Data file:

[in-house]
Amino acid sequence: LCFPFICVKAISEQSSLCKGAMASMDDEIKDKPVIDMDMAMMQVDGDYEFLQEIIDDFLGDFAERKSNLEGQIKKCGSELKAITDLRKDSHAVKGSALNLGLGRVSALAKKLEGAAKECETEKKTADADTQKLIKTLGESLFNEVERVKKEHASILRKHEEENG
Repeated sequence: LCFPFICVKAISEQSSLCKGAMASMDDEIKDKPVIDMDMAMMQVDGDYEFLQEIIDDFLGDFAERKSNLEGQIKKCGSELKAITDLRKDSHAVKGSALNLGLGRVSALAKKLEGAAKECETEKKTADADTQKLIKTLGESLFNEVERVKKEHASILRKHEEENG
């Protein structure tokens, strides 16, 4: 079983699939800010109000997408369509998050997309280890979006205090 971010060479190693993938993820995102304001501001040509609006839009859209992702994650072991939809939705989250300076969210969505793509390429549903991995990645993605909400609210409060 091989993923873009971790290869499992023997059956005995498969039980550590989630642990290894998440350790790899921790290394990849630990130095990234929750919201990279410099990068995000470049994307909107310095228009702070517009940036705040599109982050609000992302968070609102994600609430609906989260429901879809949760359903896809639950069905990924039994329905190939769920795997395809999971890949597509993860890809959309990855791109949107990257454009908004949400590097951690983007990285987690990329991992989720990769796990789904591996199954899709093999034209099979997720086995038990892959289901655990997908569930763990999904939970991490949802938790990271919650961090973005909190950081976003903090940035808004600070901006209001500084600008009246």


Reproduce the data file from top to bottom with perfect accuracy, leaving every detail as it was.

[in-house]
Amino acid sequence: LCFPFICVKAISEQSSLCKGAMASMDDEIKDKPVIDMDMAMMQVDGDYEFLQEIIDDFLGDFAERKSNLEGQIKKCGSELKAITDLRKDSHAVKGSALNLGLGRVSALAKKLEGAAKECETEKKTADADTQKLIKTLGESLFNEVERVKKEHASILRKHEEENG
Repeated sequence: LCFPFICVKAISEQSSLCKGAMASMDDEIKDKPVIDMDMAMMQVDGDYEFLQEIIDDFLGDFAERKSNLEGQIKKCGSELKAITDLRKDSHAVKGSALNLGLGRVSALAKKLEGAAKECETEKKTADADTQKLIKTLGESLFNEVERVKKEHASILRKHEEENG
């Protein structure tokens, strides 16, 4: 079983699939800010109000997408369509998050997309280890979006205090 971010060479190693993938993820995102304001501001040509609006839009859209992702994650072991939809939705989250300076969210969505793509390429549903991995990645993605909400609210409060 091989993923873009971790290869499992023997059956005995498969039980550590989630642990290894998440350790790899921790290394990849630990130095990234929750919201990279410099990068995000470049994307909107310095228009702070517009940036705040599109982050609000992302968070609102994600609430609906989260429901879809949760359903896809639950069905990924039994329905190939769920795997395809999971890949597509993860890809959309990855791109949107990257454009908004949400590097951690983007990285987690990329991992989720990769796990789904591996199954899709093999034209099979997720086995038990892959289901655990997908569930763990999904939970991490949802938790990271919650961090973005909190950081976003903090940035808004600070901006209001500084600008009246």